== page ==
Registration for Organisers opens for the 26th International Coastal Cleanup Singapore!

Announcement – ICCS 2017 Registration for Organisers is now open, with results of Site Allocation to be released in early-May, end-May and end-Jun 2017.

Greetings Organisers!

The International Coastal Cleanup is coordinated by the Ocean Conservancy in Washington DC, USA. Every the third Saturday of September, volunteers around the world rise up with the sun to head out to conduct a cleanup at shores and waterways with a difference – in this programme, they collect, categorise, record and remove trash, and have done so since 1986!

In Singapore, ICC Organisers have facilitated the contribution of thousands of volunteers to the International Coastal Cleanup program in Singapore since 1992. It is the 26th year of ICCS in 2017, and once again we welcome Organisers to lead volunteers to participate in this meaningful activity!

Dates and tides
Sites difficulty and recce reports can be reviewed at sites.coastalcleanupsingapore.org. Do review the evaluation of the site and examine photos and results from previous years to prepare yourself.

New Organisers can familiarise themselves with the operational needs of organising a cleanup at at the Organiser’s Page here.

Mark the dates – Sat 09 Sep 2017 (Mangroves) & Sat 23 Sep 2017 (Beaches)

The tidal heights in Singapore (Sembawang) are:

  • Sat 09 2017: 0800 – 0.6m; 0900 – 1.0m
  • Sat 23 Sep 2017: 0800 – 0.8m; 0900 – 1.2m

Mangrove and beach cleanups will be held two weeks apart to allow mangrove workers a wider area of access at their sites. Beach cleanups on the 9th of September should preferably begin by 8.00am as usual, for the tide rises to 2.5 meters by midday.

Registration – Organisers can now register your groups for participation in September’s data gathering cleanup. Indicate your preferred sites and dates here.

ICCS map

Site Allocations Exercise I – III

The ICCS team will conduct Site Allocations Exercises based on the Organiser’s experience with ICCS, earliness of registration, familiarity with the site, volunteer preparation, and site difficulty. The results of these exercises will be announced at early-May, end-May and end-June and listed at status.coastalcleanupsingapore.org.

Registration will be closed thereafter.

ICCS2014-SAX.jpg

 

Workshops for Organisers in July

The workshop will conducted by the Zone Captains at NUS and are meant for Organisers and their assistants only. The workshop is critical for new organisers but also useful to veterans to participate and anyone who needs help in reviewing the site recce and safety assessment checklist.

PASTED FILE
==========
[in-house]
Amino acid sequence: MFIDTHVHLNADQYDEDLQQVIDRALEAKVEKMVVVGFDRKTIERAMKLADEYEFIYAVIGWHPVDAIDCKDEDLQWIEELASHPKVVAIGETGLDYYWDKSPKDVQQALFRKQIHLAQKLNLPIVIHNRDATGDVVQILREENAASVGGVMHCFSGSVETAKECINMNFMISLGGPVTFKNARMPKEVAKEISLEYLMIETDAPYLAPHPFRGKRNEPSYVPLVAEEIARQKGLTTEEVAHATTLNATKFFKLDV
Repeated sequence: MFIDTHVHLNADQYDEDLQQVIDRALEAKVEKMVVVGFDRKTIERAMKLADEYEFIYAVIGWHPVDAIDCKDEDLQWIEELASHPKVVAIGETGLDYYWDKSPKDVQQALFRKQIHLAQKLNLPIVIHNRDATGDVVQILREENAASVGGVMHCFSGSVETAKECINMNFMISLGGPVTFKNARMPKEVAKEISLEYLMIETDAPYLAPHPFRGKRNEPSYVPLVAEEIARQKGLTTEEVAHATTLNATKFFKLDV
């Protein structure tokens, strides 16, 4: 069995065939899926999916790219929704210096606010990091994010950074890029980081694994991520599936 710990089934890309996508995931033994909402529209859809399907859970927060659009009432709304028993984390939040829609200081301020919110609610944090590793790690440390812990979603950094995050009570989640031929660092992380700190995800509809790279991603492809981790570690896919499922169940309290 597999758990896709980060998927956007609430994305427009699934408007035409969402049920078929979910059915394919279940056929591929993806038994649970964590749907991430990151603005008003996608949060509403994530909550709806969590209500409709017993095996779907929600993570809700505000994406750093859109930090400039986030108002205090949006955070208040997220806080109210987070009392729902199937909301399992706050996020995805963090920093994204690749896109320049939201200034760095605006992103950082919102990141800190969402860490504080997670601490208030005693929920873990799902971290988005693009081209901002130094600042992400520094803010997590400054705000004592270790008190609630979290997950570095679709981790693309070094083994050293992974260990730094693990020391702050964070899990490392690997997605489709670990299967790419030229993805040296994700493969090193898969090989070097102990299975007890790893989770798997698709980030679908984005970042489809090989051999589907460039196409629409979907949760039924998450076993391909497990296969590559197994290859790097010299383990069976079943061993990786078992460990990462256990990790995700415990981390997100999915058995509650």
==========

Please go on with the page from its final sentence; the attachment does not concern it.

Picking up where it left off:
There will be three small group evening sessions for you to chose from on Fri 7th July, Fri 14th July or Fri 21st July 2017. Simply indicate your intent during registration and we will confirm your attendance later. If July is inconvenient, indicate your available period and your Zone Captains will try to arrange a quick catchup session with you another time.

ICCS2016_Organiser_Workshop

 

Year-round coastal cleanups (YRCC)

You can also organize cleanups at any other time of the year if you wish – numerous groups have been making a difference this way at non-recreational sites throughout the year. Please see Year-Round Coastal Cleanup guidelines, and contact us accordingly.

YRCC2016-SWWD_640x480.jpeg

 

What about individual participation?

“Independents” are a highly valuable community of motivated individuals who sign up independently to participate in cleanups organised by ICCS. To be kept notified, join the mailing list by sending an empty email to iccs-subscribe@yahoogroups.com. This low volume list has less than 10 emails annually. Or keep a lookout for announcements of cleanups here.

Thank you for your interest in caring for the environment!

N. Sivasothi

Coordinator,
International Coastal Cleanup Singapore
http://coastalcleanup.nus.edu.sg
Lee Kong Chian Natural History Museum
& Department of Biological Sciences
National University of Singapore

Job: Full-time Research Assistant – NUS-NParks Marine Debris Project (apply by 15 Nov 2016)

The full-time Research Assistant will manage the NUS-NParks Marine Debris project which includes desktop and field research, data mining, analysis and establishment of a database and management of an education programme including workshops.